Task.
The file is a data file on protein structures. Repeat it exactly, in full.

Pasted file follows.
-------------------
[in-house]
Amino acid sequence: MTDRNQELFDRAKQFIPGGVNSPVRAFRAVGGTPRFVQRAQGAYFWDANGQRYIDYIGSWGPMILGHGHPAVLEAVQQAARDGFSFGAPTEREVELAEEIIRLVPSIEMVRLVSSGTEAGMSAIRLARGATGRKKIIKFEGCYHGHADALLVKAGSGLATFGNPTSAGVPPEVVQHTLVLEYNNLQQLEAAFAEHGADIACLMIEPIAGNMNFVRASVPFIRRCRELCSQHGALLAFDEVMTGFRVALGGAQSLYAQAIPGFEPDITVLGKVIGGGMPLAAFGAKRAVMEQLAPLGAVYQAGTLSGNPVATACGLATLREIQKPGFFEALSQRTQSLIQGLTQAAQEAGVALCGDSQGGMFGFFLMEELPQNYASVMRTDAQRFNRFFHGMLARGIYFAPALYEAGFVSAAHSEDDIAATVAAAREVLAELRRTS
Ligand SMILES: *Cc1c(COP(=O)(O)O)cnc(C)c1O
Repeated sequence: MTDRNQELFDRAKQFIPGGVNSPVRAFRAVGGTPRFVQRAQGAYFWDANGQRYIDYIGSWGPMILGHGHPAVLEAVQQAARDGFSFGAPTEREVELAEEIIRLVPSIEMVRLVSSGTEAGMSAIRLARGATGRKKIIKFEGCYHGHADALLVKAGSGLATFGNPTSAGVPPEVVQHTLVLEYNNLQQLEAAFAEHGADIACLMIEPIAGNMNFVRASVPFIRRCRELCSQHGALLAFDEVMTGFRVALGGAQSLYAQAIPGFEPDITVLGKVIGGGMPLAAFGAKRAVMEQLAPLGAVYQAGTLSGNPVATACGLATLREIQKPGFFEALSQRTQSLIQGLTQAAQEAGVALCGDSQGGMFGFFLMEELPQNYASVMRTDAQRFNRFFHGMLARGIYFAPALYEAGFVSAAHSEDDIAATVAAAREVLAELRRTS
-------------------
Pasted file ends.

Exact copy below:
[in-house]
Amino acid sequence: MTDRNQELFDRAKQFIPGGVNSPVRAFRAVGGTPRFVQRAQGAYFWDANGQRYIDYIGSWGPMILGHGHPAVLEAVQQAARDGFSFGAPTEREVELAEEIIRLVPSIEMVRLVSSGTEAGMSAIRLARGATGRKKIIKFEGCYHGHADALLVKAGSGLATFGNPTSAGVPPEVVQHTLVLEYNNLQQLEAAFAEHGADIACLMIEPIAGNMNFVRASVPFIRRCRELCSQHGALLAFDEVMTGFRVALGGAQSLYAQAIPGFEPDITVLGKVIGGGMPLAAFGAKRAVMEQLAPLGAVYQAGTLSGNPVATACGLATLREIQKPGFFEALSQRTQSLIQGLTQAAQEAGVALCGDSQGGMFGFFLMEELPQNYASVMRTDAQRFNRFFHGMLARGIYFAPALYEAGFVSAAHSEDDIAATVAAAREVLAELRRTS
Ligand SMILES: *Cc1c(COP(=O)(O)O)cnc(C)c1O
Repeated sequence: MTDRNQELFDRAKQFIPGGVNSPVRAFRAVGGTPRFVQRAQGAYFWDANGQRYIDYIGSWGPMILGHGHPAVLEAVQQAARDGFSFGAPTEREVELAEEIIRLVPSIEMVRLVSSGTEAGMSAIRLARGATGRKKIIKFEGCYHGHADALLVKAGSGLATFGNPTSAGVPPEVVQHTLVLEYNNLQQLEAAFAEHGADIACLMIEPIAGNMNFVRASVPFIRRCRELCSQHGALLAFDEVMTGFRVALGGAQSLYAQAIPGFEPDITVLGKVIGGGMPLAAFGAKRAVMEQLAPLGAVYQAGTLSGNPVATACGLATLREIQKPGFFEALSQRTQSLIQGLTQAAQEAGVALCGDSQGGMFGFFLMEELPQNYASVMRTDAQRFNRFFHGMLARGIYFAPALYEAGFVSAAHSEDDIAATVAAAREVLAELRRTS